Shares of Shake Shack (NYSE:SHAK) popped 11% after the burger joint published second-quarter earnings on August 10. The stock reached $75 per share, giving the company a market capitalization of approximately $3 billion. That puts Shake Shack directly on par with The Wendy's Company (NASDAQ:WEN), which also has a $3 billion market capitalization.
But even though Shake Shack and Wendy's share similar market values, they are in different places as companies. Wendy's is an established company with a presence across the country, while Shake Shack is just beginning to branch out. Shake Shack enjoys the benefit of hype and high expectations, which is why its valuation has soared.
But investors should ask themselves whether Shake Shack should really be valued as much as Wendy's, or if perhaps the expectations have gotten ahead of themselves.
A delicious quarter
Shake Shack reported $0.09 per share in earnings last quarter, tripling the consensus forecast of $0.03 per share. Revenue soared by 75%, reaching $48.5 million last quarter and also beating expectations. Lastly, sales at locations open at least two years ("same-Shack sales") rose 13% year over year, which was much higher than the 8.6% expected.
These growth rates far outpace Wendy's results. Same-restaurant sales, which measure sales at locations open at least one year, grew 2.4% at company-owned restaurants, and 2.2% systemwide.
It makes sense that the stock would rise after beating analyst expectations across so many metrics. Not to mention, Shake Shack is one of the market's hottest stocks right now. Since its initial public offering earlier this year, its shares have zoomed from $45 per share to $90 per share, quickly doubling in price, in just five months.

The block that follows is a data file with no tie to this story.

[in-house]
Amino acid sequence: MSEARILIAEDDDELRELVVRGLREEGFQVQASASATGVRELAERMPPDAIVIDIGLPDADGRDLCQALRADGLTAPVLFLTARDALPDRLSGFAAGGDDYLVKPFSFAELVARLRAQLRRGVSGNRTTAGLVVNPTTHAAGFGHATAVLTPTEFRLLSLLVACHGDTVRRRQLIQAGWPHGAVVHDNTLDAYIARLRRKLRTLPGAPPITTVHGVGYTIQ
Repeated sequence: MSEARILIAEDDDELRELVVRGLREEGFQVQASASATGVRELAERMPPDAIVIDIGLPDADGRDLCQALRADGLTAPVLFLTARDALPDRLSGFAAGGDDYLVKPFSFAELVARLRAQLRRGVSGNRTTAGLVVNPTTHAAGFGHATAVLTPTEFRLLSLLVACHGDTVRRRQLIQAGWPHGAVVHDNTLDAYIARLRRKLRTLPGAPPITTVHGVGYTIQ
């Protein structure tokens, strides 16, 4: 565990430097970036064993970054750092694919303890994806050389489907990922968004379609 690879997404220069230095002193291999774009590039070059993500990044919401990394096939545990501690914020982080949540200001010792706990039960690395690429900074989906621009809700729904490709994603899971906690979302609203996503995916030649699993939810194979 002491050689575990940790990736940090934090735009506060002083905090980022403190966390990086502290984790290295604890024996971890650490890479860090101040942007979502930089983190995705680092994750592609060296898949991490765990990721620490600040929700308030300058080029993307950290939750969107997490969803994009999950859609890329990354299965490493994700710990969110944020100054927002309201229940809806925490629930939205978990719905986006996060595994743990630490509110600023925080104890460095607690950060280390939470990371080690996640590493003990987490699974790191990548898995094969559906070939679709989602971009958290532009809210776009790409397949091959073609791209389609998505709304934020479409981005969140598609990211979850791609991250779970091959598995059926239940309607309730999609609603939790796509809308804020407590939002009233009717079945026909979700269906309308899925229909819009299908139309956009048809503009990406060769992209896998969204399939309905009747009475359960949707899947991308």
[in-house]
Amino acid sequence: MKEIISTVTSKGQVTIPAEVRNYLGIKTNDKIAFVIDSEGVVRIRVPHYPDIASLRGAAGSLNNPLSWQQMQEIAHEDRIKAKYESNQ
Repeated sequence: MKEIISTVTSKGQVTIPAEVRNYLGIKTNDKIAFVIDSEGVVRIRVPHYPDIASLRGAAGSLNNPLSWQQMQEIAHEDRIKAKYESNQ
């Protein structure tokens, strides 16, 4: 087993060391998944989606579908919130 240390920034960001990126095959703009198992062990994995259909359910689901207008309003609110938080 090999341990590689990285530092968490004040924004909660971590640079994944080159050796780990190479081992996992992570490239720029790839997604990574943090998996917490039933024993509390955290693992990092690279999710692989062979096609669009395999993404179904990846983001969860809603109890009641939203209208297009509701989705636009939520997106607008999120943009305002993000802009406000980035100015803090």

But Shake Shack's stock price has fallen since then, as reality appears to be setting in, and investors should put Shake Shack's incredible ride into proper context.
Is Shake Shack worth more than Wendy's?
It's hard to believe that Shake Shack could be worth more than, or even as much as, Wendy's. I say that simply because Shake Shack has a tiny restaurant footprint. Shake Shack has approximately 70 restaurants, whereas Wendy's operates more than 6,400 locations. Based on their $3 billion market capitalizations, this means that each Shake Shack location is valued at approximately $42 million per restaurant compared to only $462,000 per unit at Wendy's.
This demonstrates how investor expectations can get out of hand. Investors paying such a high multiple for Shake Shack are projecting extremely high growth rates into the future. Indeed, Shake Shack's excellent growth in recent periods makes it look like the sky is the limit. But Shake Shack's restaurants, to this point, are highly concentrated mostly in New York City, where traffic is high. Sooner or later, it will have to expand to other, less dense areas of the country.
Management acknowledged this reality on the last conference call, saying that same-Shack growth over the long term is likely to be in the low single digits, and that average weekly sales over the long term will actually decline based on the factors mentioned above.
Plus, Shake Shack's expansion isn't going to happen immediately. It's going to be a more gradual process than investors are probably counting on. Management stated during last quarter's conference call that the company expects to open 12 domestic company-operated restaurants and just five international locations the rest of the year.
As a result, investors buying in at these levels are making a risky bet that Shake Shack's momentum can continue without any hiccups. However, that seems to clash with what management itself has to say.